|Spires of pink-purple Stachys monieri 'Hummelo' (Alpine betony).|
Gardens of Remembrance at The Battery, New York, NY. June 2011
'Hummelo' is not your ordinary stachys. The crinkled green foliage is lush and in my zone 7b garden, it never dies back completely in the winter. Like many perennials, you'll know to divide it when a shallow pit (not quite a donut hole) appears in the middle. Suitable for zones 4-9, I find this perennial likes rich, well-drained soil and mostly sun. When it needs water, the plump mounds look totally deflated. Just add water to the base. A nice size of around 18 inches high (in bloom) and 15 inches wide, makes this a suitable plant for small spaces. Rabbits and deer have never bothered my 'Hummelo'. It make take a year or two for the perennial to begin producing the lovely purple spires.
Designer Piet Oudolf used an incredibly thick and wide mass planting of 'Hummelo' in his design. I can't begin to estimate the number of plants used in his vignette, but I think it's safe to say more than thirty!
Echinacea (coneflowers) and two colors of monarda (bee balm) are used as companions en masse to add to the breadth and depth of the garden island vignette. Nepeta racemosa 'Walker's Low' is added for the grey foliage and lacy, hazy blue flowers. I have experience with this nepeta. Another variety in my garden, Nepeta faassenii 'Six Hills Giant' is a possible substitution. In fact, I have that nepeta grouped with my 'Hummelo', ice plant and monarda 'Blue Stocking'. But, I digress. Let's get back to The Battery Gardens.
|Nepeta racemosa 'Walker's Low' provides lacy blue blooms|
that fall onto the coneflowers, backed by stachys 'Hummelo'.
|Two colors of monarda (bee balm) rise behind the|
shorter stachys 'Hummelo'.
|The big picture of the perennial vignette|
with Stachys monieri 'Hummelo' at the core.
There are six echinacea (coneflower) varieties used in the Gardens of Remembrance, but select a variety that grows well in your zone to achieve a similar effect. There were no plant markers that I could locate, so I cannot say with certainty which varieties are used in the designs.
The purpurea varieties in the gardens include 'Rubinstern' (a favorite in my garden), 'Leuchstern' and the native purple coneflower. Echinacea pallida (pale coneflower) and echinacea tennesseenis are two North American natives also in use in different locations.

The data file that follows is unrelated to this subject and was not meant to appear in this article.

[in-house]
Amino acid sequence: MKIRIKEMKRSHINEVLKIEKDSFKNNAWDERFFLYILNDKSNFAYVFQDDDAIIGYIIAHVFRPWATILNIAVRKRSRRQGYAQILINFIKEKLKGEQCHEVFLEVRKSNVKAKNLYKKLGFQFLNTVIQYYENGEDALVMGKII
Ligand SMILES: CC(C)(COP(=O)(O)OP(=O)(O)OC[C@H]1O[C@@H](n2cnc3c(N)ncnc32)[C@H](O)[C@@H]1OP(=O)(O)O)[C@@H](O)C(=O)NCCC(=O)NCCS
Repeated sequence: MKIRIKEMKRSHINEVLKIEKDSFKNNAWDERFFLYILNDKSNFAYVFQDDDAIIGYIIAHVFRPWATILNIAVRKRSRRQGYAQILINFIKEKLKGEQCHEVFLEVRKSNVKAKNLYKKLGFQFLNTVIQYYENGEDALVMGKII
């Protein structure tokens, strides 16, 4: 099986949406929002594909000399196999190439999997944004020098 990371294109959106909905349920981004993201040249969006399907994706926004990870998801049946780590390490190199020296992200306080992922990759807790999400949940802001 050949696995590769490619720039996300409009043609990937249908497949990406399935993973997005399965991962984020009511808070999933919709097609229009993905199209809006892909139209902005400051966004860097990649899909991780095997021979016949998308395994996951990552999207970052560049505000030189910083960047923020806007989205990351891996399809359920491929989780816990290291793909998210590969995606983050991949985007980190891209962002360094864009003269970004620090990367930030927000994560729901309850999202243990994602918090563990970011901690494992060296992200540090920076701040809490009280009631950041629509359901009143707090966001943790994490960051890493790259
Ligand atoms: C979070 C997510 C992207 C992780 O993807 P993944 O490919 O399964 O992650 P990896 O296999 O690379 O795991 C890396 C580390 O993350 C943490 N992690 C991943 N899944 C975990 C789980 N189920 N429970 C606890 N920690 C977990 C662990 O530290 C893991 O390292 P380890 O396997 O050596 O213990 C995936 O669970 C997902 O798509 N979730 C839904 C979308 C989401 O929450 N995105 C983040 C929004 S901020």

Of the monarda, there are seven varieties listed in The Battery Plant Database. The red one in the photos is most likely monarda didyma, perhaps a 'Jacob Cline' though it is not included in the database. I grow 'Jacob Cline' and it is a stellar performer, growing over 4 feet, but needing more moisture than the wine-red 'Raspberry Wine'.
The pale pink bee balm looks lighter than the varieties listed by the Conservancy. Perhaps it is the 'Marshall's Delight' based upon the color description.
What I like, other than the scale and simplicity of the design, is that the plant choices are easy to maintain and fairly easy to find. Stachys monieri 'Hummelo' may be the most difficult to locate, though here are some online sources (at the time of this story):
Digging Dogs Nursery(California)
High Country Gardens (New Mexico)
Other aspects of the gardens that I find to be positive for home gardeners—the bee balm spreads quickly to fill in large space; the purple coneflowers can be grown from seeds; the stachys and nepeta can be easily divided—making the design achievable on a small budget.
Finally, this design is attractive to humans while attracting beneficial pollinators. That's a lot of positive reasons to create your own design—inspired by Piet Oudolf.
Oudolf's Stellar Perennials (Part 3)
|Words and photos by Freda Cameron, Defining Your Home, Garden and Travel. Deer and rabbit resistance varies based upon the animal population and availability of food. All company or product or patented names mentioned are registered trademarks, copyrights, or patents owned by those respective companies or persons.|